While carving the heel of a guitar neck the other day, I notice how the steep bevel of my one inch chisel kept bumping the chisel out of the cut. I was using the chisel with its belly down.
Most of my chisels are ground to a 30 degree bevel, this is left over from the days when I did chop dovetails and mortises, so I thought I would take one chisel and experiment with a 20 degree bevel.
I took my 7/8 inch Stanley No.720 chisel to the grinder and then locked it in my old Eclipse 36 Made in England honing guide.
The 20 degree bevel worked like a charm, now I want to experiment with a 15 degree bevel, but, again, the amount of time I have in the shop grows short.
I have two orders for custom classical guitars, a router table is waiting to be built so I can make muntin, rail and stile stock for eight sashes for the new porch enclosure which that also needs to be finish before winter really sets in.
Did I mention that our water heater developed a good leak the other day?
It's going to be a busy winter!
Another YouTube of Isabella Selder, enjoy!
Unearth have been slogging it out on the metal scene for 15 years now and have proven themselves to be real stayers, helping to remind folks that seven-string guitars can be used for more than just open-string chugging and showing that you can combine the punishing groove of Pantera with the melodic sense of Sweden’s Gothenberg sound and the power of traditional metal, all filtered through an aggressive metalcore lens. New album Watchers of Rule (3Wise) is a consistently brutal chunk of metal by anyone’s standards. But this far into Unearth’s career, it’s almost exhilarating to hear them continuing to release vital albums full of songs that are destined to live on in the setlist. I caught up with guitarist Buz McGrath right after the album’s release.
Want to win a copy of the album? Email email@example.com with ‘Unearth’ in the subject line and I’ll draw five winners!
Let’s start with the guitar stuff. What did you use on this album?
We used a Rhodes amp. I don’t know what it is. And I think we used one of Ken’s old custom Ibanez RGs that won the shoot-out. Usually what happens is we go through a stack of about 15 guitars and we record the same piece of music, the same riff, with each guitar, and you go through and listen to which guitar is sounding the best with what you’ve got, and that one won. It was between that one and, Ken had a custom three-pickup Ibanez Iceman with EMGs in it. That thing weighed a fucking tonne but it sounded sick. But the other one just beat it out by a little bit. We recorded with a Kemper via DI, and then [producer] Mark Lewis took it back to his studio and re-amped it through various amps, which I wasn’t a part of the process for. He would send me mixes with different amps and I’d say ‘this one sounds good.’ So I never even saw the amp. It’s a real weird way of doing it but it worked out good.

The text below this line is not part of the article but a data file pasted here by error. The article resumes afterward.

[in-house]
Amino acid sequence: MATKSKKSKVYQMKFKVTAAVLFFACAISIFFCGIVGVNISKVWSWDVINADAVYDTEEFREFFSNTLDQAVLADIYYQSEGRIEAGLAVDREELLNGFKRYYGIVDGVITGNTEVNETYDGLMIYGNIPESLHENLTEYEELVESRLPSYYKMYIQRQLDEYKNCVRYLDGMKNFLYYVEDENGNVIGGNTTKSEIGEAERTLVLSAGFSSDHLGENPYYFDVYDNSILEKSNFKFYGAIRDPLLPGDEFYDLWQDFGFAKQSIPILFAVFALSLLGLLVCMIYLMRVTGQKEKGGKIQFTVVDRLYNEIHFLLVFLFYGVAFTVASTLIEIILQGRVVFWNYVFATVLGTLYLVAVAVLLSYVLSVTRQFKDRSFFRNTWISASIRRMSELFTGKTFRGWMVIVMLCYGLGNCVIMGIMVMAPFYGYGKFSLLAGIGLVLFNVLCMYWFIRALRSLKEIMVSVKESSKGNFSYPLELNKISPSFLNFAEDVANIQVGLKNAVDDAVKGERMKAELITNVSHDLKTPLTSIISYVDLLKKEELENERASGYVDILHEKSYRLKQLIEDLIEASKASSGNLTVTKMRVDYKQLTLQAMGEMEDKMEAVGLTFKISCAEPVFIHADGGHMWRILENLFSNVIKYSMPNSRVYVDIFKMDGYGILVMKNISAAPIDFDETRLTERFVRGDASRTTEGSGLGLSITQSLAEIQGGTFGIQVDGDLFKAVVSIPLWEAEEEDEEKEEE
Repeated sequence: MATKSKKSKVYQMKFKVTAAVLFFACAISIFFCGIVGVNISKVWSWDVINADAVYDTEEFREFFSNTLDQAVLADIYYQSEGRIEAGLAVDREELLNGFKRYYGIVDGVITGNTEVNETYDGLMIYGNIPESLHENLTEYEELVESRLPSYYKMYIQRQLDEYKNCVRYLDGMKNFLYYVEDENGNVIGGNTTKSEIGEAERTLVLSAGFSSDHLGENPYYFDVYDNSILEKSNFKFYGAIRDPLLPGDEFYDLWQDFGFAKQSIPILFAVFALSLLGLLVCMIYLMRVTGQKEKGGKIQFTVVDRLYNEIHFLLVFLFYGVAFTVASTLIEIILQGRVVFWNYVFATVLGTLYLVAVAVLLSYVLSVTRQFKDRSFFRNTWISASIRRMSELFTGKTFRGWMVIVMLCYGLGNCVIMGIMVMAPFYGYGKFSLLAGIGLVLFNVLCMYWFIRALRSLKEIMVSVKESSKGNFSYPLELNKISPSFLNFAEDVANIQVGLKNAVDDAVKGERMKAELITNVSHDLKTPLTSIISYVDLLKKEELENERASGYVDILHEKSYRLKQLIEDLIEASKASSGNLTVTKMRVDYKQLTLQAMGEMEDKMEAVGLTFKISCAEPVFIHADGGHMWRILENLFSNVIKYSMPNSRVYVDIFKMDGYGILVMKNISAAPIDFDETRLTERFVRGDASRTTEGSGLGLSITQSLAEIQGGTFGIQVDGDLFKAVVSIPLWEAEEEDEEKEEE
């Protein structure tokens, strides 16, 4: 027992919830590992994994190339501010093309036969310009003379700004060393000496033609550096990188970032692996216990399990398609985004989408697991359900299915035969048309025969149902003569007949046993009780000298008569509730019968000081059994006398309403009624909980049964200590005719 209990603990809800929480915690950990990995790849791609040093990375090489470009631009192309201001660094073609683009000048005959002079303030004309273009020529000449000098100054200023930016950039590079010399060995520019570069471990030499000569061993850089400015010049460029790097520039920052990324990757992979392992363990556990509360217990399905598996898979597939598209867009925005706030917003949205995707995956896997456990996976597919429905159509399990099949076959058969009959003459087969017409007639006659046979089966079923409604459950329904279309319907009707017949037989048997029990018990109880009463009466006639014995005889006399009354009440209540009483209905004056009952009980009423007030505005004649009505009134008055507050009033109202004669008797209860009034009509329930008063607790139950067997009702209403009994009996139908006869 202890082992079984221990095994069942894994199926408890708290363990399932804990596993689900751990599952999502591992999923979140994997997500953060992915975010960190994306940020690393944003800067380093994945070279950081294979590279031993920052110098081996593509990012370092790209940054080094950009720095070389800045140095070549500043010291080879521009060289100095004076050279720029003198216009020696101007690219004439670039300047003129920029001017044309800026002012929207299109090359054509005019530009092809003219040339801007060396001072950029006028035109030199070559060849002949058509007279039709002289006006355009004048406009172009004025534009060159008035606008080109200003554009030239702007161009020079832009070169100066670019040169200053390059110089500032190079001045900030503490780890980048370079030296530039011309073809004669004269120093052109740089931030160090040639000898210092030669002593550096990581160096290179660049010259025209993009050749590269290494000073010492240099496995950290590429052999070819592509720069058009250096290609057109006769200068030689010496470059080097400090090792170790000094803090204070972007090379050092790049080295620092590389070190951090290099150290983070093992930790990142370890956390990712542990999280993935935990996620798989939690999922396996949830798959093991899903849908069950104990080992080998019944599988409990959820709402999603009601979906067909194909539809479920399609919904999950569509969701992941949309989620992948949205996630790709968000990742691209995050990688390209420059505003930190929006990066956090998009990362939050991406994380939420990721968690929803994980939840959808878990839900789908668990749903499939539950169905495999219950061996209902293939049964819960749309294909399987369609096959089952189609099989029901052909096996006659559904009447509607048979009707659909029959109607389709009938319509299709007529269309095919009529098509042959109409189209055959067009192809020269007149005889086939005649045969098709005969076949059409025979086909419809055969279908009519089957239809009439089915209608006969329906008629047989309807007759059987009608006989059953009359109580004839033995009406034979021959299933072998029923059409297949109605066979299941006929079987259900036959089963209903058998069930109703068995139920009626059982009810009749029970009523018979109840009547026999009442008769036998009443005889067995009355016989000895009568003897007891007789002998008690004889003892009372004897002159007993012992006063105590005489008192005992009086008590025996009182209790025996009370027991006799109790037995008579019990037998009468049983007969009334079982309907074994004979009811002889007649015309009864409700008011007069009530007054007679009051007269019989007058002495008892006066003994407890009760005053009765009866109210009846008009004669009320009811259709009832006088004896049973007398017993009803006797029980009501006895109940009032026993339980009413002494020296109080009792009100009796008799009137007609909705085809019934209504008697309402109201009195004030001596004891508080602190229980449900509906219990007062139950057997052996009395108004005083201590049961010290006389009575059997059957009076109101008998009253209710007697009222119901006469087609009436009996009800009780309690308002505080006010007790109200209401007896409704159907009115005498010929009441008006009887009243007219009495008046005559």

Are you using Kempers live or are you a real-amp guy for the stage?
I just switched over to Kemper. I wanted to hate it so bad but it’s awesome. Ken had one and we were onstage one day getting set up for soundcheck and I was like ‘Dude, that sounds fucking sick. I’m going to get one. If I get one will you give me all of your profiles and everything? Can you load it up and get it working for me?’ So I ordered it, took it to his house, played it and it was great. I mean, we used a real amp on the record just because under that microscope you can kinda tell a little bit, at least for my ears, so we used a real amp for that. But for live, doing what we do, you’d never know. It sounds better because we’re going out of the Kemper into the PA and just running a cab onstage for monitoring and it sounds amazing.
Are you still rocking your ESP signature guitars?
Yeah! The ESP BUZ7, which is a great guitar. I love it. I’m trying to get them to do a redo of it with a twist, maybe change some of the features. Mainly just the paint, do something different with it. I’ve got a couple of customs too. I’ve got a nice custom that’s in the style of the BUZ7 but it’s got a flame top, like a vintage violin finish with a maple fretboard, and then I’ve got a Silverburst Horizon Custom that’s pretty rad, and I’ve got another custom on the way. The Horizon FR7 is one that I kinda keep around.
So how do you guys write songs? I saw some dudes on Twitter saying it’s amazing how you’ve managed to avoid the ‘djent trap.’
No, I would love to have some of that in there, I just don’t think we know how to do it! Some of that stuff is cool. Some of those grooves I really like, and I think we probably even had a couple of parts that might have been like that but which didn’t really jive with what we were doing. Basically I would sit at home, record some riffs, email them to our drummer and he would send them back with three different beats, and I’d start piling up riffs and making songs out of them. There were some full song ideas that would just come and there were others that would just go into the bag of riffs. It was a cool way to do it. It beats sitting in a jam room slogging it out with a drummer trying to show them this complicated chugging riff that he then has to figure out how to do with his feet while everybody waits. That’s not to say getting into the jam room was bad because there’s a lot of spontaneity when you do that. But it’s way more healthy to get in the zone and work it out on your own. I’ve got a spare room in my home where I keep my guitars and I just use GarageBand. I use this old Zoom GTU effects pedal and I don’t even know how to change the tones any more: I just plug in and it sounds awesome.